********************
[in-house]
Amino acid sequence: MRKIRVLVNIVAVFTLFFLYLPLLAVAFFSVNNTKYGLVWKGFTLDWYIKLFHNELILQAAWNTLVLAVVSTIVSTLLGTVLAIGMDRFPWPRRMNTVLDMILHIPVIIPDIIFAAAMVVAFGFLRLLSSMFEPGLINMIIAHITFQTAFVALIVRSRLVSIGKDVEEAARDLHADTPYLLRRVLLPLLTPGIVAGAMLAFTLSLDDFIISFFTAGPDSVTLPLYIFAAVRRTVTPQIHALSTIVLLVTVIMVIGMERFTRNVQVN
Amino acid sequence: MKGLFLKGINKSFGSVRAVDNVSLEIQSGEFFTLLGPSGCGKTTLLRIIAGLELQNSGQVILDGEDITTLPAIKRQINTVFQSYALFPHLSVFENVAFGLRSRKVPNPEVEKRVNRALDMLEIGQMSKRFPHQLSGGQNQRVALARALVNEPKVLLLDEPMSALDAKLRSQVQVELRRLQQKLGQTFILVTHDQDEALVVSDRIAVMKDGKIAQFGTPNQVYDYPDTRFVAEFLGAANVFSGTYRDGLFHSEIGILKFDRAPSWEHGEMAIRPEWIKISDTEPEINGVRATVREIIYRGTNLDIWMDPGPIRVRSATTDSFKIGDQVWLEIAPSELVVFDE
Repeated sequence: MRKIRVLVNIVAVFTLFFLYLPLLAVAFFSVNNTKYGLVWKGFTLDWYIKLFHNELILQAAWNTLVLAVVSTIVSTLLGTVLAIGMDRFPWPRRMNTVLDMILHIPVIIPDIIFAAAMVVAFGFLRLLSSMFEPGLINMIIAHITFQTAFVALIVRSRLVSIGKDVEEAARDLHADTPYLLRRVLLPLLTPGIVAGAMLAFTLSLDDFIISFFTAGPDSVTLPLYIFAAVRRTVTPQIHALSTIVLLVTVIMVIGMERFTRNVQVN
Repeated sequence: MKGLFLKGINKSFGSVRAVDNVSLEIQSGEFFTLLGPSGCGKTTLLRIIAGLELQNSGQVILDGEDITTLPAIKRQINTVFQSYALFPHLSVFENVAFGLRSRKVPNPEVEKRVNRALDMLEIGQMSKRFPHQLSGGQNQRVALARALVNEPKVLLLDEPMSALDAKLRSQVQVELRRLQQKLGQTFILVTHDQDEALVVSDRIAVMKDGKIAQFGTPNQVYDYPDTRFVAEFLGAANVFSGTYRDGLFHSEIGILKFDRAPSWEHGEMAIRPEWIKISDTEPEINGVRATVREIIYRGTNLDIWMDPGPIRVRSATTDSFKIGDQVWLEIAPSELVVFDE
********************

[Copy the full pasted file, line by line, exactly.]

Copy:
[in-house]
Amino acid sequence: MRKIRVLVNIVAVFTLFFLYLPLLAVAFFSVNNTKYGLVWKGFTLDWYIKLFHNELILQAAWNTLVLAVVSTIVSTLLGTVLAIGMDRFPWPRRMNTVLDMILHIPVIIPDIIFAAAMVVAFGFLRLLSSMFEPGLINMIIAHITFQTAFVALIVRSRLVSIGKDVEEAARDLHADTPYLLRRVLLPLLTPGIVAGAMLAFTLSLDDFIISFFTAGPDSVTLPLYIFAAVRRTVTPQIHALSTIVLLVTVIMVIGMERFTRNVQVN
Amino acid sequence: MKGLFLKGINKSFGSVRAVDNVSLEIQSGEFFTLLGPSGCGKTTLLRIIAGLELQNSGQVILDGEDITTLPAIKRQINTVFQSYALFPHLSVFENVAFGLRSRKVPNPEVEKRVNRALDMLEIGQMSKRFPHQLSGGQNQRVALARALVNEPKVLLLDEPMSALDAKLRSQVQVELRRLQQKLGQTFILVTHDQDEALVVSDRIAVMKDGKIAQFGTPNQVYDYPDTRFVAEFLGAANVFSGTYRDGLFHSEIGILKFDRAPSWEHGEMAIRPEWIKISDTEPEINGVRATVREIIYRGTNLDIWMDPGPIRVRSATTDSFKIGDQVWLEIAPSELVVFDE
Repeated sequence: MRKIRVLVNIVAVFTLFFLYLPLLAVAFFSVNNTKYGLVWKGFTLDWYIKLFHNELILQAAWNTLVLAVVSTIVSTLLGTVLAIGMDRFPWPRRMNTVLDMILHIPVIIPDIIFAAAMVVAFGFLRLLSSMFEPGLINMIIAHITFQTAFVALIVRSRLVSIGKDVEEAARDLHADTPYLLRRVLLPLLTPGIVAGAMLAFTLSLDDFIISFFTAGPDSVTLPLYIFAAVRRTVTPQIHALSTIVLLVTVIMVIGMERFTRNVQVN
Repeated sequence: MKGLFLKGINKSFGSVRAVDNVSLEIQSGEFFTLLGPSGCGKTTLLRIIAGLELQNSGQVILDGEDITTLPAIKRQINTVFQSYALFPHLSVFENVAFGLRSRKVPNPEVEKRVNRALDMLEIGQMSKRFPHQLSGGQNQRVALARALVNEPKVLLLDEPMSALDAKLRSQVQVELRRLQQKLGQTFILVTHDQDEALVVSDRIAVMKDGKIAQFGTPNQVYDYPDTRFVAEFLGAANVFSGTYRDGLFHSEIGILKFDRAPSWEHGEMAIRPEWIKISDTEPEINGVRATVREIIYRGTNLDIWMDPGPIRVRSATTDSFKIGDQVWLEIAPSELVVFDE